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I'm stuck at getting the clear and sharp difference between these two words. WikiDiff says:

As nouns the difference between apparition and ghost is that apparition is an act of becoming visible; appearance; visibility while ghost is (rare) the spirit; the soul of man.

Longman defines apparition as:

something that you imagine you can see, especially the spirit of a dead person.

and ghost as:

the spirit of a dead person that some people think they can feel or see in a place

So, what is the exact difference between these two?

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  • I think this belongs on Biblical Hermaneutics,SE ...It is based on Magical Thinking and religious opinion. Deciding such a topic here is either a fruitless argument of semantics or worse , nothing less than a form a Christian propaganda. In other words Primarily-Opinion-basesd...and what the hell is WikiDiff? Mar 21 at 21:34
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    Wikidiff is very unreliable. Mar 21 at 22:49

2 Answers 2

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Traditionally:

Ghosts are the spirits of animate and sentient creatures now dead, often, humans.

An apparition includes ghosts but also is anything else that appears, usually as ectoplasm, and as if from nowhere - a ghostly knife, a phantom building, a ship, etc.

I am aware that "a ghost ship", e.g. The Flying Dutchman", is a collocation, so there is some overlap.

However, I am reminded of a question in a philosophy exam - If dragons and unicorns do not exist, how do you know they are not the same?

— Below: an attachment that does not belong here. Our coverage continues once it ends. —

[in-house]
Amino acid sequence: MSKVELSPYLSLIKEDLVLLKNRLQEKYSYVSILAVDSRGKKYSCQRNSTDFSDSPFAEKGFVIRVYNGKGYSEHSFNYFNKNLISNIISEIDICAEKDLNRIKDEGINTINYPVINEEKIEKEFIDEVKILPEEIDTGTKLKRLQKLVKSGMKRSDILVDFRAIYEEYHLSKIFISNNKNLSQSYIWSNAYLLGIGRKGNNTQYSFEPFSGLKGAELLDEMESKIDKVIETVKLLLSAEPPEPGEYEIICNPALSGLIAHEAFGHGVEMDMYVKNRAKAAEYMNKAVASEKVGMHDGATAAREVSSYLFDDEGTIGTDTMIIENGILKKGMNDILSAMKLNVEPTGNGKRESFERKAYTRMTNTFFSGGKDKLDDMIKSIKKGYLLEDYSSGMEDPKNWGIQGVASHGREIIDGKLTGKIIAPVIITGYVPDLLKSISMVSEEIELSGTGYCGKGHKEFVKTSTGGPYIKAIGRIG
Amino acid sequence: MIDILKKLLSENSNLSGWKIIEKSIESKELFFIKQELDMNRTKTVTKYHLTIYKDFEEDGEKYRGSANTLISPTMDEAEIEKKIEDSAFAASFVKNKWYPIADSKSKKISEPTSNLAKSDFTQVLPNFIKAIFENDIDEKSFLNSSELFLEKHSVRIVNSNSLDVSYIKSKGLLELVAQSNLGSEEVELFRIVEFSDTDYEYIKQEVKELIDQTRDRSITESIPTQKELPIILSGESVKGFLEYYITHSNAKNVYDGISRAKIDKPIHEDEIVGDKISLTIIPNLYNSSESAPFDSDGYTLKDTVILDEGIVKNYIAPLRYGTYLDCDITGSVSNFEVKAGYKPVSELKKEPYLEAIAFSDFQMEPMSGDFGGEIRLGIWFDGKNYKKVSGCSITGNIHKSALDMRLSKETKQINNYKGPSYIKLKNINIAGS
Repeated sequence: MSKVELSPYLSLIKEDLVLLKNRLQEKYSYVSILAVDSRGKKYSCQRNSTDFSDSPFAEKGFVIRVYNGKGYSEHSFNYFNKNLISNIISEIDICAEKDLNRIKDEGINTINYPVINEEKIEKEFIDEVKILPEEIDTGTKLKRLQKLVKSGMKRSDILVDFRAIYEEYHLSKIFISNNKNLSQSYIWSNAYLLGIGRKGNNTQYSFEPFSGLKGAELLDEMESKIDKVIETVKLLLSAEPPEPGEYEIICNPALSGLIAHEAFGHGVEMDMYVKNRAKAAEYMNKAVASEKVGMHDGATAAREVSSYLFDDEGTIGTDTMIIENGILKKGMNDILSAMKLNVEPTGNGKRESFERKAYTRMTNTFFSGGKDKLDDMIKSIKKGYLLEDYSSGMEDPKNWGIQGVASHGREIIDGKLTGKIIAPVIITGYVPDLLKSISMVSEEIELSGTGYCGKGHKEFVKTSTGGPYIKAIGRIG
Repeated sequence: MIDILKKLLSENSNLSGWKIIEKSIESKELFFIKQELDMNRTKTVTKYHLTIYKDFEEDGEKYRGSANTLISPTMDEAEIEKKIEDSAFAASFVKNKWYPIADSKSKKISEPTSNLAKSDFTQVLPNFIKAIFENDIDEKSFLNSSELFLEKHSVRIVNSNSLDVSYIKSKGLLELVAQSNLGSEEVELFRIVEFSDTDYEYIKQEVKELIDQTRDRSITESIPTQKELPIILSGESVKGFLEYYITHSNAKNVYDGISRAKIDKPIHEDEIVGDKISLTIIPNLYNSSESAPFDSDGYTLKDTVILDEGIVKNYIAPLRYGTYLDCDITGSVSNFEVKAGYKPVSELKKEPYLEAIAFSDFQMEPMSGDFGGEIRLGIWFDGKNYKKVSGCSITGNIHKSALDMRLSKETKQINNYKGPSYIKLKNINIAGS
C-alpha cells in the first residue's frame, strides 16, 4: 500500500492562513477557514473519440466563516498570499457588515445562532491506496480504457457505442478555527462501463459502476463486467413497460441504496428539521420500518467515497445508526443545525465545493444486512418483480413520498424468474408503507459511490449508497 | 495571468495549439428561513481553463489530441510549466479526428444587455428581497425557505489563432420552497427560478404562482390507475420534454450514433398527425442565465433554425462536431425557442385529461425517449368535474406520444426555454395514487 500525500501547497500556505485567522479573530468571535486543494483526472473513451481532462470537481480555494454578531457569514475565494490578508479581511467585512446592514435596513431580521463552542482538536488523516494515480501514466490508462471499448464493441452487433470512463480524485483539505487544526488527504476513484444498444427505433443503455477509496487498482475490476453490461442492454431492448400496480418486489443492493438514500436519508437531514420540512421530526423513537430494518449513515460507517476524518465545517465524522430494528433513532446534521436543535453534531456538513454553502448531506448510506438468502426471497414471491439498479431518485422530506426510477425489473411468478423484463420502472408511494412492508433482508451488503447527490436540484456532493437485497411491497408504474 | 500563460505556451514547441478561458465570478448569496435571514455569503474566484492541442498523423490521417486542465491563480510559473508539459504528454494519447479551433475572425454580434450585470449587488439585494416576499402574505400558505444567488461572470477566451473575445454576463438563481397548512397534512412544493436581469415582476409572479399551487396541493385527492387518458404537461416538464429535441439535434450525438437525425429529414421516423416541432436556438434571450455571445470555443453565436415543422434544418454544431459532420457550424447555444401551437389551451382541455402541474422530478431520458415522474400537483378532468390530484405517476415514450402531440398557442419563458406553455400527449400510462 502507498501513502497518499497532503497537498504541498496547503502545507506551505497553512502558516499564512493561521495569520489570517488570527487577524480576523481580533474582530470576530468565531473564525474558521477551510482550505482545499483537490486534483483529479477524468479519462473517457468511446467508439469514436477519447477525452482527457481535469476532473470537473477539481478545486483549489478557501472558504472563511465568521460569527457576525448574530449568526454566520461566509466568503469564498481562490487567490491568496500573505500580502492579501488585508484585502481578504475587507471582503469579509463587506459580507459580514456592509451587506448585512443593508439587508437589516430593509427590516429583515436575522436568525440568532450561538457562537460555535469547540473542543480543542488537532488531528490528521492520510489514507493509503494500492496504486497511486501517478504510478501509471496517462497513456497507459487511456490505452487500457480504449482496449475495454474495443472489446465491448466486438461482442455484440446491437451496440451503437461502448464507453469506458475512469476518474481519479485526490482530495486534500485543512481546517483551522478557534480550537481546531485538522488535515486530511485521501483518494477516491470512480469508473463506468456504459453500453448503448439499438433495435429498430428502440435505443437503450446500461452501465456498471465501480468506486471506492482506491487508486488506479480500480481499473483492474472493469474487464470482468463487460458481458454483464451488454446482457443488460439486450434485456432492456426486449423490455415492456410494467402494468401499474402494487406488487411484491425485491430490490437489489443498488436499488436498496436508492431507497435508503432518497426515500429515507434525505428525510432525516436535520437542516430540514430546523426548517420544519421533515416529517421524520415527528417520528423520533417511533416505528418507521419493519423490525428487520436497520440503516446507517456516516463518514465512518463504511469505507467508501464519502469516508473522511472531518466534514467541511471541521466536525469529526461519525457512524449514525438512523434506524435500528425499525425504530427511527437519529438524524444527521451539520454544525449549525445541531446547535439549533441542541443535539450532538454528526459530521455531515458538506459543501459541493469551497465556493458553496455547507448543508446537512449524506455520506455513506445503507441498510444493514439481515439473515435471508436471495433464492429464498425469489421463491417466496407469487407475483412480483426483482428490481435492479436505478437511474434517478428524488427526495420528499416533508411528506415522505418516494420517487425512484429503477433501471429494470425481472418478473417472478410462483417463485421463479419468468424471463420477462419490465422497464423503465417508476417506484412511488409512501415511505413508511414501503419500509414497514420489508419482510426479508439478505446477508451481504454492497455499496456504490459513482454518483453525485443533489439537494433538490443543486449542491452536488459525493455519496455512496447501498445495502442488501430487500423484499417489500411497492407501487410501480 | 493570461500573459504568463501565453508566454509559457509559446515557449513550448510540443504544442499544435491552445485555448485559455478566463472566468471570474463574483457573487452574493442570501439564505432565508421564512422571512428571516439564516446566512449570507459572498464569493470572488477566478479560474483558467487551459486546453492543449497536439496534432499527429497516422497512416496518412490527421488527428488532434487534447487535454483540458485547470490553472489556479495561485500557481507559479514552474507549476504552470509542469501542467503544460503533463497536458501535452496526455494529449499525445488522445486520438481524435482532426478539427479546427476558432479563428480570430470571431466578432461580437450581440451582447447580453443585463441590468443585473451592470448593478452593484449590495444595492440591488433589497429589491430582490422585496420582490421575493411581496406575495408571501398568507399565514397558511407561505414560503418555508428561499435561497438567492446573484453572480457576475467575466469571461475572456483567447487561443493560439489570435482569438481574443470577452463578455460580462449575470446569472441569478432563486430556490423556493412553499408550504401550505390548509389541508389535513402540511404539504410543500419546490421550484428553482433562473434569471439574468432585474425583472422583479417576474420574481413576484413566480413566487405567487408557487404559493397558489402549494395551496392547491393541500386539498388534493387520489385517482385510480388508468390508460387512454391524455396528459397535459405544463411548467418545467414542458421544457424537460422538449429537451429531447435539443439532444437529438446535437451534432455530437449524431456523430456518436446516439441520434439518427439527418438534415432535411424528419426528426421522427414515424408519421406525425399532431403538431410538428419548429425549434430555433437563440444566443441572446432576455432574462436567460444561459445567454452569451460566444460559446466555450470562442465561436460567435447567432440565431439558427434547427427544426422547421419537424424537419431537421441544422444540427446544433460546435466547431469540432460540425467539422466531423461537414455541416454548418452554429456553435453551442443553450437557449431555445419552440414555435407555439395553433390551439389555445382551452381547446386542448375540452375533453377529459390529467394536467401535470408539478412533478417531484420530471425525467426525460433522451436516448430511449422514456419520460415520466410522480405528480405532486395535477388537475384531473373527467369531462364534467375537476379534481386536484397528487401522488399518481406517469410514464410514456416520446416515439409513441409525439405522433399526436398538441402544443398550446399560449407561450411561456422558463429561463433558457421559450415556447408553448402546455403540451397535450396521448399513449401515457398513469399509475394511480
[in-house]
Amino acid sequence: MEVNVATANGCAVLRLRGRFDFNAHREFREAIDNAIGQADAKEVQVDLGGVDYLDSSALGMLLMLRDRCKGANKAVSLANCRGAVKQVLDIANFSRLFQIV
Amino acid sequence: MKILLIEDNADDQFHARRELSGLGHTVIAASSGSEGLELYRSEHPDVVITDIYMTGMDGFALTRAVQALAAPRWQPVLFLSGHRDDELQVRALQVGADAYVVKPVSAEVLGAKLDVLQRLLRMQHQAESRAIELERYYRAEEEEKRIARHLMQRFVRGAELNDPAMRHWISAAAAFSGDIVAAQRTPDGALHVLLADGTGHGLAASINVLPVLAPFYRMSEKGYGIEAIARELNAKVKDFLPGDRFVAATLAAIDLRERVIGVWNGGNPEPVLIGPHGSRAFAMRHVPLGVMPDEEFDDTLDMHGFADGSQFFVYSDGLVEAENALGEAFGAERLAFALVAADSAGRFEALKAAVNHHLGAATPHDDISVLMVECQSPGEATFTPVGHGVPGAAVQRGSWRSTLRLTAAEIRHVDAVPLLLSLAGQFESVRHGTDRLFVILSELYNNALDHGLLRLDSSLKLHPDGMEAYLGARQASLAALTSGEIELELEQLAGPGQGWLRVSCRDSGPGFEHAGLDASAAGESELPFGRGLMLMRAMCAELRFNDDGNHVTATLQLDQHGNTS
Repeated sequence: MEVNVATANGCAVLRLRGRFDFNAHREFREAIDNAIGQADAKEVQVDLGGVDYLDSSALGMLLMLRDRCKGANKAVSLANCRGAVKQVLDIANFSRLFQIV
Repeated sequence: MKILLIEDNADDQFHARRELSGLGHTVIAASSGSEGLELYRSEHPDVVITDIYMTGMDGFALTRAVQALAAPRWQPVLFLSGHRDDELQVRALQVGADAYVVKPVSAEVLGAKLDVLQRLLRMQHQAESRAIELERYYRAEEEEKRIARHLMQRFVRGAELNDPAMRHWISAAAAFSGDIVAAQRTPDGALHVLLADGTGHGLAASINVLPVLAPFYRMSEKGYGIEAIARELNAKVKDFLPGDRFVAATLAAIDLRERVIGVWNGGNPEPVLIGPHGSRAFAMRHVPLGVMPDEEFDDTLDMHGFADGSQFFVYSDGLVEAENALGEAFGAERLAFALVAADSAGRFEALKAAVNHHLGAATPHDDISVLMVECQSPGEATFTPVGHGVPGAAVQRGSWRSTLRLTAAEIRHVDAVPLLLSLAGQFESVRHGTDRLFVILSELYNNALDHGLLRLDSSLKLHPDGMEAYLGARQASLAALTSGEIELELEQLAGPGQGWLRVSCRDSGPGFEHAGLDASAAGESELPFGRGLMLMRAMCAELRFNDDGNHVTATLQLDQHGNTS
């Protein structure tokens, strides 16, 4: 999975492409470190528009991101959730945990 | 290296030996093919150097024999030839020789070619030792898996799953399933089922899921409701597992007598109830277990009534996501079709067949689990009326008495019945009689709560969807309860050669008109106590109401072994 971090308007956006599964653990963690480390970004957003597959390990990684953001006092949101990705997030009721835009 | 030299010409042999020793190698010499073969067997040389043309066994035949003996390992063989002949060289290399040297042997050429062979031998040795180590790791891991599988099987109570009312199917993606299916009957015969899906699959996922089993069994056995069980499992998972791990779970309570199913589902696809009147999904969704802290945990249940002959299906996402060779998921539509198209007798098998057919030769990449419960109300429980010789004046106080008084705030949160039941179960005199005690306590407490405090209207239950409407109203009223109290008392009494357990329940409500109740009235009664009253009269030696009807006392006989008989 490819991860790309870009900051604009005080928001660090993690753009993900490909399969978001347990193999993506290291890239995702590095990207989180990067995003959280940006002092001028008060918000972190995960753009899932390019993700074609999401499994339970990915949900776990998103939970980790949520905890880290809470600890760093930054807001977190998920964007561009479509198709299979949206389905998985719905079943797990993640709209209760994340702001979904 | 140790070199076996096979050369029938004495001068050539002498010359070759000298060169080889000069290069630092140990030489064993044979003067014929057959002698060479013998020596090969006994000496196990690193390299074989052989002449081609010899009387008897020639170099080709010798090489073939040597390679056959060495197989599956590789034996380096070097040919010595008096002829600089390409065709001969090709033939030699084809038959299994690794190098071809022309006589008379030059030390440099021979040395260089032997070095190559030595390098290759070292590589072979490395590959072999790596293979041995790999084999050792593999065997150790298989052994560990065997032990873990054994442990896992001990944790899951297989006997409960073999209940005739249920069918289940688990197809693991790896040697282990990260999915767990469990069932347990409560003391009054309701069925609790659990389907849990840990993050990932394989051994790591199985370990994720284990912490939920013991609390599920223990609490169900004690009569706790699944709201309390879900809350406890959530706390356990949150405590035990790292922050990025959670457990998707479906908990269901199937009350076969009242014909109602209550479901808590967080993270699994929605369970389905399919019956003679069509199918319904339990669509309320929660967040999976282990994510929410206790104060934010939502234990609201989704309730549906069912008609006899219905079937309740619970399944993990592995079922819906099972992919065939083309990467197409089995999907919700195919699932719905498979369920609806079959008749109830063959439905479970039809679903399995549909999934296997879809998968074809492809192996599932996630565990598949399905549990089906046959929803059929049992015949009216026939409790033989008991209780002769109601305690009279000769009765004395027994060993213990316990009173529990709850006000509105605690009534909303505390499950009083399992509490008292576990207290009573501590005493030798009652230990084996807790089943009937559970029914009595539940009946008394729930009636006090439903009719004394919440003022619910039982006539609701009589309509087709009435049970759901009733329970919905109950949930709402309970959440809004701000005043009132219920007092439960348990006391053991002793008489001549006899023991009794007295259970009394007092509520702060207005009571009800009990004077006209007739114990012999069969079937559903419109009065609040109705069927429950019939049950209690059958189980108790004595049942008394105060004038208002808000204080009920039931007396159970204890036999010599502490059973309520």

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  • These do not falute equally, which is all that really matters here. Low-falutin’ ghost rhymes with most and host, while high-falutin’ apparition rhymes with exhibition and malnutrition as well as with mission, tuition, and perdition.
    – tchrist
    Mar 21 at 16:38
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    A round of applause for @tchrist 's charming falute solo. I'm surprised there was no rhyme with audition :-)
    – DjinTonic
    Mar 21 at 16:57
  • “ She was a Phantom of delight When first she gleamed upon my sight; A lovely Apparition, sent To be a moment's ornament; ” —Wordswoth
    – Xanne
    Mar 21 at 23:37
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As the word suggests, an "apparition" must appear, but as Longman indicates, it does not need to belong to a person. For example, in Shakespeare's "Macbeth", the titular character imagines seeing a dagger; that is an apparition but not a ghost.

A "ghost" need not appear, but as Longman indicates, it must belong to a dead person (or sometimes a person-like thing, such as an animal). For example, at the end of Act I of "Hamlet", a "ghost" (who is offstage) simply says the word "swear". The ghost can not then be described as an apparition, because it does not appear.

By the way, both words also have other meanings. I'm only addressing the meanings that are most likely to be confused (which I think you're asking about).

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    Ghost was originally another word for spirit or soul, but in modern English it is reserved for spirits of dead people appearing to the living. Mar 21 at 17:58
  • Ghosts can be invisible and rattle chains or howl, but I don't think an apparition would do that.
    – Stuart F
    Mar 21 at 20:14

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